Among the many features found in each week’s edition of Value Line’s Selection & Opinion service is a list of the seven best and worst performing industries over the past six weeks. These rankings can be found on the inside back cover of Selection & Opinion. The roughly 1,700 stocks in the Value Line universe are currently divided among about 100 industries. Notably, for the purposes of calculating these results, the performance of each stock is equally weighted to the others in its industry (i.e., irrespective of market capitalization).
The latest six-week period covered in our latest Industry Price Performance rankings was a decent stretch for the equity markets. The bull market has wobbled a bit in March, as investor unease has risen in the face of unsettling developments in Ukraine and concerns about the prospect of higher interest rates in the U.S. Still, the major market benchmarks managed to show modest gains for the six-week period end March 25th. The S&P 500 Index was up 2.5% over this stretch, while the gains on the more volatile NASDAQ Composite were a modest 1%.
In this environment, an industry needed to climb nearly 9% over the past six weeks to qualify for a spot in our top seven. The Power Industry rose 15.4% to take home the top spot, while a 13.7% advance by Newspapers was good for second place. Other groups helping to lead the market higher included Air Transport (up 11.3%), Railroad (10.9%), Semiconductor (9.2%), Semiconductor Capital Equipment (8.6%), and Retail Store (8.5%). In looking for investment ideas among these seven industries, we are taking a closer look at Skyworks Solutions, Inc. (SWKS). Along with Integrated Device (IDTI), Lattice Semiconductor (LSCC), SunEdison Inc. (SUNE), and TriQuint Semiconductor (TQNT), this stock has been on a tear so far in 2014, helping to lift the Semiconductor group to its lofty standing in our industry ranks.
Skyworks Solutions offers high-performance analog semiconductors for a wide variety of applications, including automotive, broadband, wireless networking, and smartphones & tablets. The company was founded in 1962, but only adopted the Skyworks name in 2002 following a business combination. Skyworks, which is based in Woburn, Massachusetts, has engineering manufacturing, and sales operations in Asia, Europe, and North America. It generated 93% of its 2013 revenues in Asia, including 55% in China, though this mix is not necessarily indicative of the geographic end markets that drive demand for the company’s products.
The company has compiled a strong operating record so far this decade. Annual revenues have more than doubled since 2009 (about 22% per annum), and will likely advance another 12%, to $2 billion, in fiscal 2014. (Year ends September 26th.) Increasing adoption of smartphones (versus traditional cellphones), rising demand for tablet computers, and an expanding product portfolio have helped to power this growth. Meanwhile, the top-line gains have flowed through nicely to the bottom line, which rose more than 38% in fiscal 2013, to $2.00 a share, and should climb another 13% this year.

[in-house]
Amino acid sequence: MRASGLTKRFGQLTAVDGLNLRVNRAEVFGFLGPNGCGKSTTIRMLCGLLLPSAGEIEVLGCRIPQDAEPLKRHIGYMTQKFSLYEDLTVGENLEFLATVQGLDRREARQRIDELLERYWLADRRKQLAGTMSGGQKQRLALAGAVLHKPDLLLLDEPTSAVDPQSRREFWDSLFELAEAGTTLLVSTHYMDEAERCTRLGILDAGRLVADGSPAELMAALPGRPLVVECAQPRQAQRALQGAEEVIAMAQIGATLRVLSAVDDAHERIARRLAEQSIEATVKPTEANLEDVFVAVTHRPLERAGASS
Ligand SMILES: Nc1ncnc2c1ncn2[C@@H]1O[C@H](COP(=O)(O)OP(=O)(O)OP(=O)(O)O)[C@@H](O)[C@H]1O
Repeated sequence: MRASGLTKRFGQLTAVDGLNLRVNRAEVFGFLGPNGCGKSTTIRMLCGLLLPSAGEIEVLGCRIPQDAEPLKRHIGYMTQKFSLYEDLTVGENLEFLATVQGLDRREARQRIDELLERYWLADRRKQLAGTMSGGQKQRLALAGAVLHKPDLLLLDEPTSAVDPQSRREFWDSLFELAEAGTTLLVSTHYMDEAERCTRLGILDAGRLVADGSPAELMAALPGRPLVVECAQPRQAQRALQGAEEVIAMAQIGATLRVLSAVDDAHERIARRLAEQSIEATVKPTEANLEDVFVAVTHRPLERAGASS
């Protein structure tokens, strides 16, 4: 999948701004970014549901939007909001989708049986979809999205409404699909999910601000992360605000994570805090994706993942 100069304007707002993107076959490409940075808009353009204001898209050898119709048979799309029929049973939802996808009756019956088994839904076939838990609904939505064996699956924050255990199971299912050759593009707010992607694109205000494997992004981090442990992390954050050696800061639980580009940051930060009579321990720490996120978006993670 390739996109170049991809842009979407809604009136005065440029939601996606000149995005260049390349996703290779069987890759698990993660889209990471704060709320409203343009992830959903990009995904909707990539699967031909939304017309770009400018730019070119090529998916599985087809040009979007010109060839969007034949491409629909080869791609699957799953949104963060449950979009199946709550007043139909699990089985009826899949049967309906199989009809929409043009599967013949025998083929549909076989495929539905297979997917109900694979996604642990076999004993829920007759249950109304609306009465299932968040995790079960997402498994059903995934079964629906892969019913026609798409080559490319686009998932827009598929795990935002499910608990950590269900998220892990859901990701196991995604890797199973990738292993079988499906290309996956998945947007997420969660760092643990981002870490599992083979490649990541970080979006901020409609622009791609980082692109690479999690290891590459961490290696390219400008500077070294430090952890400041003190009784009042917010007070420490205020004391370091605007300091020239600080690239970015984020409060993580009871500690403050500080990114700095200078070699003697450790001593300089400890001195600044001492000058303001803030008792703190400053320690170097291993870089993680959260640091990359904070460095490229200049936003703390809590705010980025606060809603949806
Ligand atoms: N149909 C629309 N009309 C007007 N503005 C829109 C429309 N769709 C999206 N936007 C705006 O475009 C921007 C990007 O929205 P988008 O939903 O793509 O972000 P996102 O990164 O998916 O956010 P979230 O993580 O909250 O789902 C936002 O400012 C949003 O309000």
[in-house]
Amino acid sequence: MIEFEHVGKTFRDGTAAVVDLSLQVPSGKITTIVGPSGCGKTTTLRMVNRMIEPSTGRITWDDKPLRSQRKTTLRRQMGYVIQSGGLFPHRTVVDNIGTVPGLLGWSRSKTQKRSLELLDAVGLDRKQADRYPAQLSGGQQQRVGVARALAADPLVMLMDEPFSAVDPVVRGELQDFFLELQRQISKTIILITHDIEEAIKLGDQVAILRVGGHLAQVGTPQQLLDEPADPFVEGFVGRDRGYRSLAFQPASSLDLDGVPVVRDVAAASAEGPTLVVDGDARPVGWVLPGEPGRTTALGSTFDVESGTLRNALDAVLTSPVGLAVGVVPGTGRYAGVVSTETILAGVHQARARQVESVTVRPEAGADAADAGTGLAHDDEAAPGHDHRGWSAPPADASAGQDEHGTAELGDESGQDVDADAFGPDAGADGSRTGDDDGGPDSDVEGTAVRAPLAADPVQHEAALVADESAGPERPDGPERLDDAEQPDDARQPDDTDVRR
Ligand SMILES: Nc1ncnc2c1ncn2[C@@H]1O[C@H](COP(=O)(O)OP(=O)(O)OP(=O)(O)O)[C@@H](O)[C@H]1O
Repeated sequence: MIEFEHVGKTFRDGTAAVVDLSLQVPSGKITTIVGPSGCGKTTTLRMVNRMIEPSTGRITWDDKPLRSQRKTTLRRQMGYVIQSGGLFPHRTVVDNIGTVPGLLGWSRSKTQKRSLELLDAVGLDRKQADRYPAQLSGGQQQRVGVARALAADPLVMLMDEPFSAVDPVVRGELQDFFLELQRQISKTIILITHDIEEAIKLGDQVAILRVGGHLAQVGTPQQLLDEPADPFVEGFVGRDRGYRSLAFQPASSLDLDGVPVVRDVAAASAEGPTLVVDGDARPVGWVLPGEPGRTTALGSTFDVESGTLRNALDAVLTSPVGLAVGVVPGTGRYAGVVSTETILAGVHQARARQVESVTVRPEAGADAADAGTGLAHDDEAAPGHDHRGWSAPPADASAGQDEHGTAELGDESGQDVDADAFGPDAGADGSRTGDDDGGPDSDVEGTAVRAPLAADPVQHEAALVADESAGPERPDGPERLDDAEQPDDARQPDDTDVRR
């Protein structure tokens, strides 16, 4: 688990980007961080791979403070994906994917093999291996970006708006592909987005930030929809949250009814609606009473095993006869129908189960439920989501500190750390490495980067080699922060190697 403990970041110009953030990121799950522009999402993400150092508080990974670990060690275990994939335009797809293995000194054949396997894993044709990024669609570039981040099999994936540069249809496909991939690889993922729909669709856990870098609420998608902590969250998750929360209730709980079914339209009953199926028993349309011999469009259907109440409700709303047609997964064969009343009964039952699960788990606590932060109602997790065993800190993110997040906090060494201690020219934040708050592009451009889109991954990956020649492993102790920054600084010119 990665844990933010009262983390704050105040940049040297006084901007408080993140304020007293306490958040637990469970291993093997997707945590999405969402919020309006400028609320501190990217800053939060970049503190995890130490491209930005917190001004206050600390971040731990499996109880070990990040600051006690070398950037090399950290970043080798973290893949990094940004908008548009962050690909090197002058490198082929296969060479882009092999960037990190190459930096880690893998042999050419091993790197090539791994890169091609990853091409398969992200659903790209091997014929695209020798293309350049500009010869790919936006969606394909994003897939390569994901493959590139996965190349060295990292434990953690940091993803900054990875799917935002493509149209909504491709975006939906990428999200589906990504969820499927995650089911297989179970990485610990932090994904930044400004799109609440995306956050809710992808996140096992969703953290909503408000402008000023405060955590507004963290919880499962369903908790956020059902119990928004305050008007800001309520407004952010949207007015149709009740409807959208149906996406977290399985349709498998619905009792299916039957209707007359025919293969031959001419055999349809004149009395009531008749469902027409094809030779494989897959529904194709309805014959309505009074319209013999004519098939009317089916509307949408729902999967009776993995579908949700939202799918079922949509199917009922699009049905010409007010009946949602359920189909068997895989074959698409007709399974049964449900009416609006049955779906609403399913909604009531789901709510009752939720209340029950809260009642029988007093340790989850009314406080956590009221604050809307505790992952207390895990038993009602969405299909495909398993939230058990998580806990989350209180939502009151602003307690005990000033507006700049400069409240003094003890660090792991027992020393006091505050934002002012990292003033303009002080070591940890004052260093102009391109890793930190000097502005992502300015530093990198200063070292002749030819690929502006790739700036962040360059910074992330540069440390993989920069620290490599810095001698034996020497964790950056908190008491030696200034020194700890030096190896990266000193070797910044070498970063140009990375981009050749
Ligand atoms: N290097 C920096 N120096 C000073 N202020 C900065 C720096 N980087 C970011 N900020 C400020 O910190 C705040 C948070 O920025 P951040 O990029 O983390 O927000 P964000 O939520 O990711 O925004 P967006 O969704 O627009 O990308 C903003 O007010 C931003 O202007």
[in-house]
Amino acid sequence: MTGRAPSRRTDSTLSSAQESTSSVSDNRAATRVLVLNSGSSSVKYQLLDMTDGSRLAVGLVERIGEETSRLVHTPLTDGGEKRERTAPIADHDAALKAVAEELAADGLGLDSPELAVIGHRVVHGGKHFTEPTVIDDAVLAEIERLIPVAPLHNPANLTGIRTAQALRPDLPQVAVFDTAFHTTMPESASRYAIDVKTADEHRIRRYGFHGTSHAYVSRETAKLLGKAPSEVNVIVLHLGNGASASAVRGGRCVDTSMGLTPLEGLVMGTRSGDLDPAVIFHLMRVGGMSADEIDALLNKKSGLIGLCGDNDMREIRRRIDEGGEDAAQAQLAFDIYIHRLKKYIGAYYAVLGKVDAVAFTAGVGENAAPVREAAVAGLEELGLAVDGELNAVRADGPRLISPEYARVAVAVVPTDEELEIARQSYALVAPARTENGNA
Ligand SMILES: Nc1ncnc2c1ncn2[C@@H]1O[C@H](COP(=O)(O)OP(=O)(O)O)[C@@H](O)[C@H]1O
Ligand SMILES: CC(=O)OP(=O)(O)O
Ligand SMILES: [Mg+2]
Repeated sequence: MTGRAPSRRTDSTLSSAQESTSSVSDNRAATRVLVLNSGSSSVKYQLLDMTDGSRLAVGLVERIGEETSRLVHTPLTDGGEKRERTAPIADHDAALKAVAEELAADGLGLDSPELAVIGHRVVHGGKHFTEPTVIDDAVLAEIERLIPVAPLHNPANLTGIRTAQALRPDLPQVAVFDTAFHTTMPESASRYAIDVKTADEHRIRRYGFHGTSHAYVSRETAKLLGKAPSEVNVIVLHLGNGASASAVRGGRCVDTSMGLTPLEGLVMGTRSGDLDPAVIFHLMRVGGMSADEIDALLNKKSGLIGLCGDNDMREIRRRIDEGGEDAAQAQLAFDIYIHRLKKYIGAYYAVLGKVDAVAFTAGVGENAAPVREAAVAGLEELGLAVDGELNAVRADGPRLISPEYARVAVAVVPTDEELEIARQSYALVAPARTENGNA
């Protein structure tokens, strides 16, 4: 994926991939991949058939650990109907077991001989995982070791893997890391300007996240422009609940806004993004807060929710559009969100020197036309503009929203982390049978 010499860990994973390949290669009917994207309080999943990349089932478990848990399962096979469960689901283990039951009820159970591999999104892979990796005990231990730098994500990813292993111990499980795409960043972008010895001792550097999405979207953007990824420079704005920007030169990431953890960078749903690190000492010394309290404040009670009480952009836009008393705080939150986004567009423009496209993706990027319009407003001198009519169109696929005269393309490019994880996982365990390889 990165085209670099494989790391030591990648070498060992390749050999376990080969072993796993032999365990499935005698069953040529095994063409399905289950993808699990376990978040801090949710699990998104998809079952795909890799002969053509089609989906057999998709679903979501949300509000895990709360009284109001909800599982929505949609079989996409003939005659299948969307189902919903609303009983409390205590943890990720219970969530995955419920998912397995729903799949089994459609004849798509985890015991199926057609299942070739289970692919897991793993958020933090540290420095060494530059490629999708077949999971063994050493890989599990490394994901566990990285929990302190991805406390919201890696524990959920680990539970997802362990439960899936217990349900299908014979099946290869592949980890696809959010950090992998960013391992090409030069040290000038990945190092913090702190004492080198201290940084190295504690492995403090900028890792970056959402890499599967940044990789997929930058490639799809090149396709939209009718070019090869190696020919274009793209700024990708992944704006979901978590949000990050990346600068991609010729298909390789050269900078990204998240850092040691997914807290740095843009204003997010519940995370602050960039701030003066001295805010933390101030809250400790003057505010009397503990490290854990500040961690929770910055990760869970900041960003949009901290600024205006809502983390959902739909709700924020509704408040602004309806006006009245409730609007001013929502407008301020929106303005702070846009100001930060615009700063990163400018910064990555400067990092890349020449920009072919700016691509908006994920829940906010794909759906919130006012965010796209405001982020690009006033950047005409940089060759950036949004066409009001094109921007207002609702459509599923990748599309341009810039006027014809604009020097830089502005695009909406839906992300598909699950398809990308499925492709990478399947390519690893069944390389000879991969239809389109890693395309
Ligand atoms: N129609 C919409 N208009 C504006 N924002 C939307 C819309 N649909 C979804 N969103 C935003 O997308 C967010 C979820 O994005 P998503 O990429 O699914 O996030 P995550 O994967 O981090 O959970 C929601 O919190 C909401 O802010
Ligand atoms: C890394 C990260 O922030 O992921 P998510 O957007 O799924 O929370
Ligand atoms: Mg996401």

Investors should note, though, that Skyworks’ fortunes are closely tied to those of a couple of key customers. Specifically, Apple and Samsung, together, accounted for just over half of 2013 revenues, meaning setbacks at these two leaders in consumer electronics would likely reverberate through their supplier’s operating results.
Meanwhile, finances are in good shape. Indeed, the balance sheet carries no debt, while the cash coffers have swelled to nearly $650 million, up from $306 million since the start of fiscal 2013. Too, operating cash flow usually exceeds capital spending by a comfortable margin. The company has typically utilized some of its cash for acquisitions that help to bolster the product portfolio and accelerate the push into new markets. However, 2013 was a quiet year on this front. Instead, the company stepped up its stock buybacks, leading to a 3% decline in the share base.
Overall, we think SWKS stock is a good selection for investors seeking exposure to the semiconductor industry. These shares clearly have momentum on their side, rising roughly 70% in the past year, and our Timeliness Ranking System pegs them to outperform the broader market in the six to 12 months ahead. Too, this equity trades at a reasonable valuation that leaves room for healthy price appreciation potential to 2017-2019, by which time we project annual earnings will have surpassed $3.00 a share. Notably, the stock’s current P/E is just a shade below 19 (based on estimated 12-month earnings through the 2014 September quarter). This is nearly identical to the broader market, but a discount to the typical chip stock, which now trades closer to 23- to 24-times earnings.
That said, these shares might cause some unease for more conservative investors, particularly those with an income orientation. The stock has an Average (3) rank for Safety, but its Price Stability score of 25 (on a scale from 5 to 100) suggests it will be more volatile than the typical equity. Too, the company currently doesn’t pay a dividend, as management appears to prefer keeping its powder dry for acquisitions or share repurchases. Our projections don’t anticipate that it will initiate a cash payout in the upcoming 3 to 5 years, though we wouldn’t rule out this possibility. Skyworks is one of the largest semiconductor developers (by market capitalization) that doesn’t pay a dividend, and it will likely continue to generate healthy amount of free cash flow as we move into the second half of the decade.
At the time of this article’s writing, the author did not have positions in any of the companies mentioned.